If the advantage has swung more decisively in the favour of Neutrogena, in ‘Match 1’, 1400 miles south in ‘Match 2’, the all-Catalan bout between the Garcia brothers on We Are Water and Didac Costa and Aleix Gelabert on One Planet, One Ocean & Pharmaton, the two IMOCA 60s are still toe to toe in the South Atlantic. Speeds are even and there is still just 49 miles between the friends and rivals. Their outlook is not so clear, struggling to find a path to good trade winds, but it remains even more complicated for the ‘Cape Horn Heroes’, Renault Captur. Their passage northwards is looking complicated, rolling into NE’ly headwinds today.
The final two days in the Pacific will continue to be ‘sportif’ for the Spirit of Hungary duo Nando Fa and Conrad Colman, still racketing east on the same low pressure that they have become attached to for five days, making 15kts.
Bernard Stamm (SUI) Cheminées Poujoulat:
* Are you thinking of Gibraltar and the finish?
We think about it a bit, but there’s still a long way to go. If you look at the scale of the round the world voyage, of course, we’re getting closer, but it is still further than the distance sailed in a Route du Rhum, so quite some distance to go.
* Your fastest circumnavigation?
No I have been around the world in 50 days on Orange. It was different with a crew and maxi-multi and there was a BOC Challenge which was very fast, but the course was different. But this is certainly fast.
* A record for the Barcelona World Race?
It’s not something we think about at all. Well, I don’t. And I don’t know about Jean but I don’t think so. It’s a curiosity, an aside, the icing on the cake, not a goal or an objective. The goal is to finish, to complete the course and to win. Now, if there is a record on top of that, well and good. We will carry on the way we are, even with this lead we continue to push the boat as hard as possible. It’s not like we have the brakes on because of this lead.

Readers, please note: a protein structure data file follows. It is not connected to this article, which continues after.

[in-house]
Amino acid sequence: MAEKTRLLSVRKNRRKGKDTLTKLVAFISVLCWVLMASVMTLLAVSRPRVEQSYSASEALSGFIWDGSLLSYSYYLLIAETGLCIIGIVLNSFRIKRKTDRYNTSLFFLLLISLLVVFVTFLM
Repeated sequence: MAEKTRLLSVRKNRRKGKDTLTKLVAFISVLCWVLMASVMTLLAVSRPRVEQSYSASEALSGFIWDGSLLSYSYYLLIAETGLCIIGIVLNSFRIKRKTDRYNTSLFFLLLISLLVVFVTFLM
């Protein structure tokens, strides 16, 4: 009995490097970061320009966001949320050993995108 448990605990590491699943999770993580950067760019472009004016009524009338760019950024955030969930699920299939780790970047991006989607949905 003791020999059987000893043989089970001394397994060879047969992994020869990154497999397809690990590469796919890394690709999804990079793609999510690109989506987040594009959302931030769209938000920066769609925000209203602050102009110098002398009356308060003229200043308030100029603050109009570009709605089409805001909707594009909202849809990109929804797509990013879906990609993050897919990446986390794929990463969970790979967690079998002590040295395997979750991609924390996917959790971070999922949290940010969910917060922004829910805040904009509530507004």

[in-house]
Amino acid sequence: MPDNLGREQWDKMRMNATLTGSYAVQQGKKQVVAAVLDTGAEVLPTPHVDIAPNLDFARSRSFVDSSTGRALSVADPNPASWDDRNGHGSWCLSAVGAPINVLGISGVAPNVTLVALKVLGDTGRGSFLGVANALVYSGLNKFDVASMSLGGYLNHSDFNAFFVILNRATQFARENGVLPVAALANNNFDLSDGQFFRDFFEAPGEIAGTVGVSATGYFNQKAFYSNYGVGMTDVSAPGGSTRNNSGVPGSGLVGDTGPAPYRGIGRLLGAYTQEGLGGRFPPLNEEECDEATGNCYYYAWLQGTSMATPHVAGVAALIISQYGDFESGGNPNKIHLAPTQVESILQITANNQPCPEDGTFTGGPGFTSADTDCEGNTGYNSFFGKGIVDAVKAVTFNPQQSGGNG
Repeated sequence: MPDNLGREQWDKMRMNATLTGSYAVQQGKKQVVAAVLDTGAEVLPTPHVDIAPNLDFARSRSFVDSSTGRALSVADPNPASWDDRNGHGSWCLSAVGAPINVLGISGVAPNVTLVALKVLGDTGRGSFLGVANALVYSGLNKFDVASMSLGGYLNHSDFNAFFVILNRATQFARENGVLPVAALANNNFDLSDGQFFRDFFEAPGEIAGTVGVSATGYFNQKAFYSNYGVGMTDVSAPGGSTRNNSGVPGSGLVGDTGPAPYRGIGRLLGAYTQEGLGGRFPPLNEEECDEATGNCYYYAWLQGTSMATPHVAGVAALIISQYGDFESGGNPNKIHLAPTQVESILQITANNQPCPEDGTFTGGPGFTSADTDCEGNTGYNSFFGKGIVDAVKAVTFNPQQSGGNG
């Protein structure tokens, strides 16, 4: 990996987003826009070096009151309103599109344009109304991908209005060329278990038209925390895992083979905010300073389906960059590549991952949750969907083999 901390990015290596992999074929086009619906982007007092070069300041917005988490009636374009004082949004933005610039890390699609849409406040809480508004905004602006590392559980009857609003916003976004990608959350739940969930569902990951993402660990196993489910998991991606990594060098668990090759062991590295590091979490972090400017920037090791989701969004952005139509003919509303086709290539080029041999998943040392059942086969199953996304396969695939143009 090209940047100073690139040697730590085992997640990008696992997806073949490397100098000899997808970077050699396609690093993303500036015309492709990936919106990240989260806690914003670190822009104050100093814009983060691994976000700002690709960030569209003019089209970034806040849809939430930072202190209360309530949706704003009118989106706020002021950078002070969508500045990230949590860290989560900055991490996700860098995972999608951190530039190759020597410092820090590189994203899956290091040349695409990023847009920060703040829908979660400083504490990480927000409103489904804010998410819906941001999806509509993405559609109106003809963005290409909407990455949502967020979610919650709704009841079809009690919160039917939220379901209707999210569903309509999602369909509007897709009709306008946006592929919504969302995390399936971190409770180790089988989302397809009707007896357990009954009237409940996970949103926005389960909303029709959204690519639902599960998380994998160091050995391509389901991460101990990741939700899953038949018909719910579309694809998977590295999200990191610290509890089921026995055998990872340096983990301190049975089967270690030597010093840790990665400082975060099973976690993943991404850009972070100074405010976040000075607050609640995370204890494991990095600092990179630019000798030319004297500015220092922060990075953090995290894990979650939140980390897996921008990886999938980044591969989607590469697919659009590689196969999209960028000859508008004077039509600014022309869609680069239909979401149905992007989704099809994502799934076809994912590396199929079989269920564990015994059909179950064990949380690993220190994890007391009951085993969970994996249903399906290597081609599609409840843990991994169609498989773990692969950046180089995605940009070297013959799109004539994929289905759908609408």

* Satisfactions right now?
There are a lot of positives. Our routing, the course we have sailed, other than a small bit at Gibraltar where we missed out after the start of the race, we have really done what we wanted. We have kept the boat together. We have had a lot of techncial problems, we have fixed them and kept going, at least until now. And I have got along with Jean and so all in all it is very positive. We are not there yet, though”
Ranking at 14:00 UTC:
1. Cheminées Poujoulat (Bernard Stamm – Jean Le Cam) 2447 nm Distance to Finish
2. Neutrogena (Guillermo Altadill – Jose Muñoz) 951 nm Distance to Lead
3. GAES Centros Auditivos (Anna Corbella – Gerard Marin) 1267 nm DTL
4. We Are Water (Bruno Garcia – Willy Garcia) 2738 nm DTL
5. One Planet One Ocean / Pharmaton (Aleix Gelabert – Didac Costa) 2787 nm DTL
6. Renault Captur (Jörg Riechers – Sebastien Audigane) 3801 nm DTL
7. Spirit of Hungary (Nandor Fa – Conrad Colman) 5240 nm DTL
Hugo Boss (Alex Thomson – Pepe Ribes) Abandon
Report by event media.
Background: The third edition of the Barcelona World Race is the only double-handed, non-stop, round the world race. Eight IMOCA 60 teams started December 31, 2014, with the intent to cover 23,450 nautical miles in a circumnavigation from Barcelona to Barcelona, putting the capes of Good Hope (South Africa), Leeuwin (Australia) and Horn (Chile) to port and the Antarctic to starboard. The finishes are forecasted for the end of March 2015.